Choirs and Other Orchestras

Who held a historic first—a concert of black music for a largely white audience?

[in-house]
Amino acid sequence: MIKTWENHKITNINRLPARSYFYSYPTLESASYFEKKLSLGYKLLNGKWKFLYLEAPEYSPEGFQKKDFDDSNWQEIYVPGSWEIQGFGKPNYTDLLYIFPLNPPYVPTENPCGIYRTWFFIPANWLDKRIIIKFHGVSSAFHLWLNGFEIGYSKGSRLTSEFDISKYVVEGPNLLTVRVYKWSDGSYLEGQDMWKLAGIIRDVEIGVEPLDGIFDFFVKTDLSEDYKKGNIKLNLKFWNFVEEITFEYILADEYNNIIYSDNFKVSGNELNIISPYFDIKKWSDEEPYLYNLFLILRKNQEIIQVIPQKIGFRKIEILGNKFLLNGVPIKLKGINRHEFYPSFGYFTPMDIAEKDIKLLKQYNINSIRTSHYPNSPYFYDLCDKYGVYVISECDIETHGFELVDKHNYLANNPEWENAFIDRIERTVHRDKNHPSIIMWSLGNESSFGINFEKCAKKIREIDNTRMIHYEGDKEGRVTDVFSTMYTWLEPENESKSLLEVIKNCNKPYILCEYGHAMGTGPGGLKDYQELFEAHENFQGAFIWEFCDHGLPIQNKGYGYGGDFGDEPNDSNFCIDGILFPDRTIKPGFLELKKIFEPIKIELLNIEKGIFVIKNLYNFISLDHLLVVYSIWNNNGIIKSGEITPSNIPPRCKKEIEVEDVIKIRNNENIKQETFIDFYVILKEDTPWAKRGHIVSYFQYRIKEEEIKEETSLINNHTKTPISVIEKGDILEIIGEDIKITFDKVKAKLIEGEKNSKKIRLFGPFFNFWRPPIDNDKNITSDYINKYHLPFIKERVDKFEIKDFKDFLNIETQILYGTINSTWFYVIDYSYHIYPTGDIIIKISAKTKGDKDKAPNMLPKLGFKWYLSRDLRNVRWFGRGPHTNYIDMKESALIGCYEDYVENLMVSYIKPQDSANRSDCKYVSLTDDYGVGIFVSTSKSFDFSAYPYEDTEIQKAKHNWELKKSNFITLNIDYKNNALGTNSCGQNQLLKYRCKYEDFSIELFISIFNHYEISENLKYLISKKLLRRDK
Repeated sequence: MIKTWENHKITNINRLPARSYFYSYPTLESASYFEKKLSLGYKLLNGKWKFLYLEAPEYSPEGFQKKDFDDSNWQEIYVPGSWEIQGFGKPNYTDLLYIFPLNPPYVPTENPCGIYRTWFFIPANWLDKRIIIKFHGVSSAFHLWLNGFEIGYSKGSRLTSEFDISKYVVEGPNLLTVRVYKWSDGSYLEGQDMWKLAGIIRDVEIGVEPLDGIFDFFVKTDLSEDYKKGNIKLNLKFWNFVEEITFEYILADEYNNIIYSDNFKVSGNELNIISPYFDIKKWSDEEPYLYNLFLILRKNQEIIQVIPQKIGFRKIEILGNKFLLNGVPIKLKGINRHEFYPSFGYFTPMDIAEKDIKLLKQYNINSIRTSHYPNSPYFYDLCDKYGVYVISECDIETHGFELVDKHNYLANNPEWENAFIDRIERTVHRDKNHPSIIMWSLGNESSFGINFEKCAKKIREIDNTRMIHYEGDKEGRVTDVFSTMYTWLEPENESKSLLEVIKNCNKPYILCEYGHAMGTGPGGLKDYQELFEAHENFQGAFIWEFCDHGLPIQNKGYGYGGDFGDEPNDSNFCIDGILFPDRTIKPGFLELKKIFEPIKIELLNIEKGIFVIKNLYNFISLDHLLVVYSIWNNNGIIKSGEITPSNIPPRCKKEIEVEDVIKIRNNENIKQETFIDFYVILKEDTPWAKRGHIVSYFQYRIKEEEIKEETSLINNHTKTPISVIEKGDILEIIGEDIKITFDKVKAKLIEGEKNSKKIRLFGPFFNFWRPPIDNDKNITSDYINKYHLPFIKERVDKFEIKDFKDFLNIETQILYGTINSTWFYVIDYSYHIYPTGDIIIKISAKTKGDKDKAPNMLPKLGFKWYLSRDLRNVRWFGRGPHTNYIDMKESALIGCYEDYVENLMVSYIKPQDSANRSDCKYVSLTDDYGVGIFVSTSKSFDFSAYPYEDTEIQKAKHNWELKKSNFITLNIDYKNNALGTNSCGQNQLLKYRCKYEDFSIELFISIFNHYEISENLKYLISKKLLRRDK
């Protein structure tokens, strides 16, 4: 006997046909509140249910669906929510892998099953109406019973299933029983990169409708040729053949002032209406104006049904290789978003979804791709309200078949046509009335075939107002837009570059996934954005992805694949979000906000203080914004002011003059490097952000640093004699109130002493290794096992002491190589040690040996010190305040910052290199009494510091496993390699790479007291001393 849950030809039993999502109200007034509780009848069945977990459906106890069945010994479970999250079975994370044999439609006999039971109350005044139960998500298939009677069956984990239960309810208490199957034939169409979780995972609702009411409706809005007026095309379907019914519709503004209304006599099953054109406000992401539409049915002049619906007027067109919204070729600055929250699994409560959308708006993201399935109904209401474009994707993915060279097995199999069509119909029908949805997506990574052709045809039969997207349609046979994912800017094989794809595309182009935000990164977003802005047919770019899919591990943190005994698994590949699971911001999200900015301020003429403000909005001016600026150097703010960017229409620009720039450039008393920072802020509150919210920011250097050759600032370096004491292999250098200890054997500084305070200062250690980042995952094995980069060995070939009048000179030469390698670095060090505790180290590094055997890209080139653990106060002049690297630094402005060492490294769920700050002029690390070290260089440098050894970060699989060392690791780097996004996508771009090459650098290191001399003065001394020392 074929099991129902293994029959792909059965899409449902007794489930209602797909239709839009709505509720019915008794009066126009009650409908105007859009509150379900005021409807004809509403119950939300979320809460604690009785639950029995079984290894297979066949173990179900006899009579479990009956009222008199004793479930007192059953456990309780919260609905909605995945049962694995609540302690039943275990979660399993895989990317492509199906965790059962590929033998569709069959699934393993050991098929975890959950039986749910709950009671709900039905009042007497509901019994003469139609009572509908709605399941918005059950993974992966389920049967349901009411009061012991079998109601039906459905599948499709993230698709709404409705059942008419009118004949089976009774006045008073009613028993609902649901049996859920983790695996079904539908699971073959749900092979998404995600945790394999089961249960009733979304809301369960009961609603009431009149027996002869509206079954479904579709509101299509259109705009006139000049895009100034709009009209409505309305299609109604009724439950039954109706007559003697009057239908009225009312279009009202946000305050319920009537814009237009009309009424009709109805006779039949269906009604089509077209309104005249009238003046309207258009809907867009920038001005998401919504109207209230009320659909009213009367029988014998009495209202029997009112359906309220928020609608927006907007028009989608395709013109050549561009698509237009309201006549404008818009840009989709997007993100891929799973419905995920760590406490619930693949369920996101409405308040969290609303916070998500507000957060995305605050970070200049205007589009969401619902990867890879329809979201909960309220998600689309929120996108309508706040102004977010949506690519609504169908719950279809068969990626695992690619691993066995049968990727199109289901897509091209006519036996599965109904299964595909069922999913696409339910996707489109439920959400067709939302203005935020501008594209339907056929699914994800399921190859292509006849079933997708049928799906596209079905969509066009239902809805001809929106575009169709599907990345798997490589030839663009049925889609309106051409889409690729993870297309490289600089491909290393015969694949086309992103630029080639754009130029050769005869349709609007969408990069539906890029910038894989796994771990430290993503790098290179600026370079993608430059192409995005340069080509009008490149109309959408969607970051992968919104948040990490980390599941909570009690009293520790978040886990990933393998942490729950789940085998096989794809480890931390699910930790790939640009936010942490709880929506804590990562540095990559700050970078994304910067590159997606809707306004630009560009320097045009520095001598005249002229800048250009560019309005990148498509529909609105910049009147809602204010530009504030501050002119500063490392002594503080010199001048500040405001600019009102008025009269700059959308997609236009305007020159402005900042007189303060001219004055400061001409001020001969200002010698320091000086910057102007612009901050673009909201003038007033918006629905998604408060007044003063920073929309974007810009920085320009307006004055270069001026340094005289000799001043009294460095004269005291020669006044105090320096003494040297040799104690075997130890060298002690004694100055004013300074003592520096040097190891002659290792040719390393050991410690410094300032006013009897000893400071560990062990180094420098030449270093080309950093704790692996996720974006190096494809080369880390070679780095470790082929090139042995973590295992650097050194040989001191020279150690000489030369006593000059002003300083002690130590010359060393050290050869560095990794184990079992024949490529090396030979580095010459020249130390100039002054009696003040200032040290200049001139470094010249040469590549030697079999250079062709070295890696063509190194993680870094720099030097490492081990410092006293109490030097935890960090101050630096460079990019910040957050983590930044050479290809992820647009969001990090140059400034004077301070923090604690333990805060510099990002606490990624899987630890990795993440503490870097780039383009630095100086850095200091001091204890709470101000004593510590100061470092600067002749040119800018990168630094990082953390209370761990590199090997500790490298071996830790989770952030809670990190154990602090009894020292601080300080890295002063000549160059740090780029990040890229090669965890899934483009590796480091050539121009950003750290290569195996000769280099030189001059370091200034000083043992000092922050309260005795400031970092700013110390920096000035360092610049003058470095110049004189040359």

James Reese Europe (1880–1919) and his Clef Club Orchestra—the leading black orchestra in the country—held a concert on May 2, 1912, for a largely white audience at Carnegie Hall in New York City for a historic first “Concert of Black Music” by black singers and instrumentalists. The program was more comprehensive than others that Europe had directed and reflected a full range of African-American musical expression, including secular, religious, traditional, modern, vocal, and instrumental selections. Europe was born in Mobile, Alabama, and moved to Washington, D.C. He took violin lessons from Joseph Douglass, who was Frederick Douglass’ grandson, and later switched to the mandolin and piano. To hone his skills in music, Europe was active in musical and dramatic activities at his church. He became active in the musical theater and directed the orchestra for such productions as A Trip to Africa (1904) and Shoo-Fly Regiment (1905). Europe became a successful bandleader and officer in the U.S. Army. On December 29, 1913, Europe, with his Society Orchestra, began a historic series of recordings of dance music for Victor Records. Europe received one of the first contracts that a major record company had given to a black musician, and the musical group received the first ever given to a black orchestra. On January 12 of the next year, Europe led the first black orchestra to perform at a leading white vaudeville theater— the Palace Theater in New York City. During this performance the group complied with the union’s ban on black musicians by appearing on stage and not in the orchestra pit. While touring in 1914, Europe, who often experimented with new musical ideas, was the first bandleader to play W. C. Handy’s “Memphis Blues.”


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